Camira discuss acoustic fabrics with Resonics

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How has the demand for acoustic panels changed since the start of the pandemic?

As you would expect, we have received increased enquiries from people looking to improve the acoustics in their homes. People really are noticing poor acoustics when working from home and on a conference call. We are also seeing a higher demand for improving commercial meeting room acoustics. The pandemic has caused an increase in the use of audio-visual equipment for staying connected. How these rooms perform acoustically has been brought into sharp focus. 

Are you seeing a shift in how designers and architects factor acoustic panels into their designs?

Definitely. We’ve seen office designs change so much over the past 5-10 years. The trend has been a movement towards open plan offices with exposed concrete soffits, and hard surfaces. Traditional suspended ceilings and carpet tiles are less common than they used to be, especially in London. Glass, stone, timber, and tiled finishes have increased. The problem here? Sound is bouncing around with nowhere to go. Architects now know they need to do something additional to mop up sound within the office. This is one of the main reasons we are seeing a trend for acoustics specified on every single project.

When it comes to specifying a fabric for a panel product, what are the main attributes you look for? 
Virtually all Camira fabrics work as the face layer of acoustic panelling. As a rule of thumb, if you can pick up a fabric and are able to breathe through it, it will allow sound waves to transfer through it. Almost all Camira fabrics are ‘breathable’ and are therefore a suitable surface for acoustic panel products. It is the core material that sits behind fabrics that absorbs the sound.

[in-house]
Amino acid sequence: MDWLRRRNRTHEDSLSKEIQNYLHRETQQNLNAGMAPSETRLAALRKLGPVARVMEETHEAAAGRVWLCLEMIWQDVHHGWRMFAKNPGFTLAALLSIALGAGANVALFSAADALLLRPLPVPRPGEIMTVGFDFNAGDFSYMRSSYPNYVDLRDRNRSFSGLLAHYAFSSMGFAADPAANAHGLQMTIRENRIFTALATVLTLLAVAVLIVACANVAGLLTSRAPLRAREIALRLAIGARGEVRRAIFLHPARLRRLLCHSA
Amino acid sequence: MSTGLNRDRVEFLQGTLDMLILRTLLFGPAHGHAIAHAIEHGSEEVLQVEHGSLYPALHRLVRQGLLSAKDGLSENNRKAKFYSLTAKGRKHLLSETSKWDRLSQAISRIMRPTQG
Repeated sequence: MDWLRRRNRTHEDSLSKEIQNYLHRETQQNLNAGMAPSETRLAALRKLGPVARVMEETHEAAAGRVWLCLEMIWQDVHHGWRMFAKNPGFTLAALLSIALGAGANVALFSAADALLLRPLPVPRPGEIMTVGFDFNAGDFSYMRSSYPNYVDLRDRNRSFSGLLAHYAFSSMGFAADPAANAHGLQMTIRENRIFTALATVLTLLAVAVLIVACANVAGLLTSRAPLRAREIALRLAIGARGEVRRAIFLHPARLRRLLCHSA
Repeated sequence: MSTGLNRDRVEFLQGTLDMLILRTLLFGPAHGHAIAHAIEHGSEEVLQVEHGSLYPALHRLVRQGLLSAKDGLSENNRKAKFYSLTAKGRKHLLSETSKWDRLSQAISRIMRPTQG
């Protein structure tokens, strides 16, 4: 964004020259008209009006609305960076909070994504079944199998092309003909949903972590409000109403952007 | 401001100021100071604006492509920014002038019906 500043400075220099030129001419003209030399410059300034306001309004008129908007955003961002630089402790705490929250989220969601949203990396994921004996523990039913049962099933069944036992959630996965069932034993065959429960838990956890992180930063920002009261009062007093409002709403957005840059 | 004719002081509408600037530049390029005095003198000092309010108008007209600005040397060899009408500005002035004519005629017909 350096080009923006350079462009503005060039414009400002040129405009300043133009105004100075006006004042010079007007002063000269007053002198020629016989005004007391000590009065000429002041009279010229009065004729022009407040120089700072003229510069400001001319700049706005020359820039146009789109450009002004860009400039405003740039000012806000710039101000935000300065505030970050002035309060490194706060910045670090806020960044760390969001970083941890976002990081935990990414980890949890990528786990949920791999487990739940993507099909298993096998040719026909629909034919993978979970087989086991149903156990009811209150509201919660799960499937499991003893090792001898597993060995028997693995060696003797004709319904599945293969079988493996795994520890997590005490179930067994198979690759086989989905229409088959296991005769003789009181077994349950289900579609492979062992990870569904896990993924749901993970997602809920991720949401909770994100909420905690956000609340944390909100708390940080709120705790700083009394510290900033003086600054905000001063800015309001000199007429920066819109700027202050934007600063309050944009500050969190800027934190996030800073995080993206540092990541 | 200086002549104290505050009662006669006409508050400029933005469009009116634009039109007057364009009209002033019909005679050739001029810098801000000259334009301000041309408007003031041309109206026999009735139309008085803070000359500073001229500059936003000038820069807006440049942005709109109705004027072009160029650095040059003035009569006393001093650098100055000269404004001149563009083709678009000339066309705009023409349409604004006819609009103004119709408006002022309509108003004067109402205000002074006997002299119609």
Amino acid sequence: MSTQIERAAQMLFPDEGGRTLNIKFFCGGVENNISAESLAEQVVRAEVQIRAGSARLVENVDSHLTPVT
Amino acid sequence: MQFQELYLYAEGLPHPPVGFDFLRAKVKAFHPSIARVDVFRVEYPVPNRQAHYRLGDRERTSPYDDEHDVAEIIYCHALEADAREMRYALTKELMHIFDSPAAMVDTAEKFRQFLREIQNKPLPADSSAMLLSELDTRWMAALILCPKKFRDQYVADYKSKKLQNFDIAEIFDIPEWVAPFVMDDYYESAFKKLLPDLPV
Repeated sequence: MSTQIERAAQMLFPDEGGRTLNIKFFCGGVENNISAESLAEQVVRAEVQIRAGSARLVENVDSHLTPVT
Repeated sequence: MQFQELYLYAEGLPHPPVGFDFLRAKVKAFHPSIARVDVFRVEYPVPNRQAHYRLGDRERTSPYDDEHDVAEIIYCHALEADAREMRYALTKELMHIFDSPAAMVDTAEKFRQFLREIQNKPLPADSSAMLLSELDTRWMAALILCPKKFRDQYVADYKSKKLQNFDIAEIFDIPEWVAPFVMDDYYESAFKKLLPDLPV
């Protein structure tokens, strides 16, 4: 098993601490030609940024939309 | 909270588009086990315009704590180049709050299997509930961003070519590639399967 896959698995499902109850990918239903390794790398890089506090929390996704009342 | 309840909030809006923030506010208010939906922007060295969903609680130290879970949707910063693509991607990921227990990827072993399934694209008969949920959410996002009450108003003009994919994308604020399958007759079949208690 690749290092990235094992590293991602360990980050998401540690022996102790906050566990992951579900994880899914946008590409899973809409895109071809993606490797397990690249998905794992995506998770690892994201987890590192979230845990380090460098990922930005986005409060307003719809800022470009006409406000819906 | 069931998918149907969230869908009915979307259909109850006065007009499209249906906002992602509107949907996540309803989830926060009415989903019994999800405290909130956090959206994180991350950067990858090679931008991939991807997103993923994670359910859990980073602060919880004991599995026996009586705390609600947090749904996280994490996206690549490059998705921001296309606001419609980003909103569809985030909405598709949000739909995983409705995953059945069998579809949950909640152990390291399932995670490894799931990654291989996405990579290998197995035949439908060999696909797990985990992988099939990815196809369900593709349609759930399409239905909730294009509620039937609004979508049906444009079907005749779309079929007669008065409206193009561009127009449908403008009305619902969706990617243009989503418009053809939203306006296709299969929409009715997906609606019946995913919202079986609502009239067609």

Does this differ from what an interior designer/architect tends to look for?
Architects and designers understand that they can specify virtually any fabric as the face layer of acoustic surfaces – which means they focus more on textures, colours and sustainability to meet with their design objective.

How much does sustainability play a role in fabric choice?
Even within such a niche industry such as acoustics, we are seeing a growing trend and preference for sustainable products. Often with large corporate projects, the level of sustainability required is specified by the client and not the architect. When we install our FabricWall system we use an acoustic PET core which is created from recycled plastic bottles, our track is made from recycled UPVC windows so it is a natural step that we would like the fabric to be as sustainable as possible. Sustainable fabrics could certainly be the difference between being specified and not. 

Have you spotted any specific trends emerging in your sector? 
As we’re starting to realise that things are not going to change for a long time, people are going to get used to remote working. And, as we’re starting to encourage workers back to the office, smaller meeting rooms with smaller AV capabilities are going to be more desirable and practical, as opposed to huge conference suites. We expect a lot of work places will be looking to adapt their existing floorplan, exploring how they can modify meeting rooms and open plan spaces.